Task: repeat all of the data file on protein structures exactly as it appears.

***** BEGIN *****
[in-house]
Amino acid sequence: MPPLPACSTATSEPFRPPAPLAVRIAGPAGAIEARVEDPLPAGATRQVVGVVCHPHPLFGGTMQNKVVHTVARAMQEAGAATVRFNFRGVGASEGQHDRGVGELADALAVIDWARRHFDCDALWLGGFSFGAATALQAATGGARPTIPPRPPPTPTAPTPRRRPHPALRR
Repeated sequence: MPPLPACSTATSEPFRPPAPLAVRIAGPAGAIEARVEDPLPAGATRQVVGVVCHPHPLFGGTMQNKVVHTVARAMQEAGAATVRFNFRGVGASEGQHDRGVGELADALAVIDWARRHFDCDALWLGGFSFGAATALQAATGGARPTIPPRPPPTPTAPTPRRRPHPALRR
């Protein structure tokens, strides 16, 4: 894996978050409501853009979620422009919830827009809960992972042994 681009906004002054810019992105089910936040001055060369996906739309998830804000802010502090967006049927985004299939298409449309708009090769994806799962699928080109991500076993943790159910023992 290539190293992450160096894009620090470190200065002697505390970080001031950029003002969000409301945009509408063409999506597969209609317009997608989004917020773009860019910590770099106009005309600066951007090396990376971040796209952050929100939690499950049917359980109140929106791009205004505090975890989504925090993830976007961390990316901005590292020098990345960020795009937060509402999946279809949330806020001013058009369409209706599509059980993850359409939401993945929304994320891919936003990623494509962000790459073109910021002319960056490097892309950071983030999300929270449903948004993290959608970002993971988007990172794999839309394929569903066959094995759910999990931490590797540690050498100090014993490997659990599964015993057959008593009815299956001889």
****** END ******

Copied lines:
[in-house]
Amino acid sequence: MPPLPACSTATSEPFRPPAPLAVRIAGPAGAIEARVEDPLPAGATRQVVGVVCHPHPLFGGTMQNKVVHTVARAMQEAGAATVRFNFRGVGASEGQHDRGVGELADALAVIDWARRHFDCDALWLGGFSFGAATALQAATGGARPTIPPRPPPTPTAPTPRRRPHPALRR
Repeated sequence: MPPLPACSTATSEPFRPPAPLAVRIAGPAGAIEARVEDPLPAGATRQVVGVVCHPHPLFGGTMQNKVVHTVARAMQEAGAATVRFNFRGVGASEGQHDRGVGELADALAVIDWARRHFDCDALWLGGFSFGAATALQAATGGARPTIPPRPPPTPTAPTPRRRPHPALRR
């Protein structure tokens, strides 16, 4: 894996978050409501853009979620422009919830827009809960992972042994 681009906004002054810019992105089910936040001055060369996906739309998830804000802010502090967006049927985004299939298409449309708009090769994806799962699928080109991500076993943790159910023992 290539190293992450160096894009620090470190200065002697505390970080001031950029003002969000409301945009509408063409999506597969209609317009997608989004917020773009860019910590770099106009005309600066951007090396990376971040796209952050929100939690499950049917359980109140929106791009205004505090975890989504925090993830976007961390990316901005590292020098990345960020795009937060509402999946279809949330806020001013058009369409209706599509059980993850359409939401993945929304994320891919936003990623494509962000790459073109910021002319960056490097892309950071983030999300929270449903948004993290959608970002993971988007990172794999839309394929569903066959094995759910999990931490590797540690050498100090014993490997659990599964015993057959008593009815299956001889």